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After a tour around the world, the National Gallery of Canada’s most talked-about painting is finally back on the museum’s walls – and it’s got a story to share that goes beyond its artistic worth.

Tucked up in a corner of the gallery’s second-floor European collection is The Eiffel Tower, a 1929 canvas by Russian-French modernist Marc Chagall.

The dream-like painting depicts, in the background, the iconic Paris structure rising in front of a blazing red sky, a winged figure lounging in the sun’s corona. In the foreground, a rooster plays the fiddle to amuse a reclining nude.

Open this photo in gallery:

The Eiffel Tower by Marc Chagall.The Canadian Press

The piece, bought by gallery curators in Paris in 1956, has rarely been on public display in recent years. It’s spent much of the past decades locked away in the National Gallery’s voluminous vaults. And it’s now finally fit for public consumption, not because of its aesthetics, but because of the gallery’s unprecedented attempts to get rid of it.

On a rainy Saturday afternoon, a trickle of art appreciators and employees on break stopped by the painting to look at it on its first day of public display. Of interest was not just the art itself – metres away from the other Chagall canvas the gallery owns – but a new extended interpretative text that acknowledged the painting’s unusual path from the gallery’s vault to its walls.

Related: Philanthropist Michael Audain said to be behind payment to cancel National Gallery’s Chagall sale

Read more: How the National Gallery fumbled its high-profile effort to ‘save’ a historic painting in Quebec

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The text explains that the gallery sought to sell the painting at auction this spring to raise funds to buy a “major painting” by the French artist Jacques-Louis David. The piece in question – the stark 1779 work Saint Jerome Hears The Trumpet Of The Last Judgment – is depicted in a thumbnail print on the wall next to The Eiffel Tower.

The text says the gallery became concerned that the David painting, owned by a Quebec City parish, was in danger of being bought by a foreign buyer and spirited out of the country.

The text does not acknowledge the controversy that was generated when the gallery said it would sell The Eiffel Tower for more than US$6-million at a Christie’s auction in New York – the sort of sale the gallery had never attempted before – nor does the panel mention the fierce tug-of-war that ensued when two Quebec museums said they would rather buy the David themselves and keep it in the province.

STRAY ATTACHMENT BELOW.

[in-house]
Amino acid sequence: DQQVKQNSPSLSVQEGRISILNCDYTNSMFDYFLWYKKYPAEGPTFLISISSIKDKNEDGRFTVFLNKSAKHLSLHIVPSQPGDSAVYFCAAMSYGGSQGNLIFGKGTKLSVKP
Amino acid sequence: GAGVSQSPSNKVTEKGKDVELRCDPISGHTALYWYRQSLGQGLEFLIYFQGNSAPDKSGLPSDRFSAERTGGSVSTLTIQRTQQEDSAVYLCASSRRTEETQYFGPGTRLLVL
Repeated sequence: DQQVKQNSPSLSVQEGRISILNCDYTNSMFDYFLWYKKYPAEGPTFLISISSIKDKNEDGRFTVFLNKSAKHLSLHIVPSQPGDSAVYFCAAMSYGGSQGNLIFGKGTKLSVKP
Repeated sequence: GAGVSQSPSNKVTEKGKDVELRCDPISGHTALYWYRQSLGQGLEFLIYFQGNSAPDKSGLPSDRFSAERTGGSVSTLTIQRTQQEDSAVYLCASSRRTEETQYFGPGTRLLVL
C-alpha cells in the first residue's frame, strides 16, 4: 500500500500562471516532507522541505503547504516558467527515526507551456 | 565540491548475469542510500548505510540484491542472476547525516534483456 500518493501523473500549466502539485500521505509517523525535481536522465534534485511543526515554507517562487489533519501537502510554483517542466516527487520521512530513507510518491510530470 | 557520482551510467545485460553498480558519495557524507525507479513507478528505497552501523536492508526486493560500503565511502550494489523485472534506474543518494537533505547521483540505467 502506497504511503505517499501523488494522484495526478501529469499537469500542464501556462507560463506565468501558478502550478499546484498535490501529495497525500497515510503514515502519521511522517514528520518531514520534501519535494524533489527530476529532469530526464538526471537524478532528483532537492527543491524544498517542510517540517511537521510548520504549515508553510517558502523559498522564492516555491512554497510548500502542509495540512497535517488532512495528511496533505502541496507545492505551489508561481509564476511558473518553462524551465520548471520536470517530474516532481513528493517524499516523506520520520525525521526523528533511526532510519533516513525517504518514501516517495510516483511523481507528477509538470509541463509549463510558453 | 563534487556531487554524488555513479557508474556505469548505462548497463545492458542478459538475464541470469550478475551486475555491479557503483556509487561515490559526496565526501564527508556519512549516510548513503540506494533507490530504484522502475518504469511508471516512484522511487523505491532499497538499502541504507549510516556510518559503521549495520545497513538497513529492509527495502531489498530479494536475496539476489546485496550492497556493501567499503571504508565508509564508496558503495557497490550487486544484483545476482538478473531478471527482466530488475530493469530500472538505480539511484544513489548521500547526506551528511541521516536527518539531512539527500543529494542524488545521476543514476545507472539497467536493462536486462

Instead, the text skips to the end.

“Once it was confirmed that the David painting would remain in Canada, the gallery decided not to proceed with the sale of the Chagall at auction,” the text says.

In a statement, gallery spokeswoman Josée-Britanie Mallet said the gallery wanted to put the painting in its place both artistically and culturally.

“There was a strong desire from the public to see The Eiffel Tower, so we thought it would be a good opportunity to show the painting in context, near Chagall’s earlier work Memory of my Youth, and other paintings and sculptures from the first part of the 20th century,” she said.

“In that spirit, it was also important to us, out of respect for our visitors who followed the story in the news, to include the background story pertaining to the David.”

The gallery’s director, Marc Mayer, said in April that the other work – depicting a goat in a Belarusian village – was more representative of the artist’s style.

“We couldn’t justify having two Chagalls … up at the same time, because we need that wall space,” Mr. Mayer said in an interview at the time. “So it’s been in storage.”

Now out of storage, the gallery says it plans to display both paintings together for the next several months, until planned building maintenance affects the collection in the winter of 2019.

Going forward, the gallery says, each of their Chagalls will have their turn on display, from time to time.

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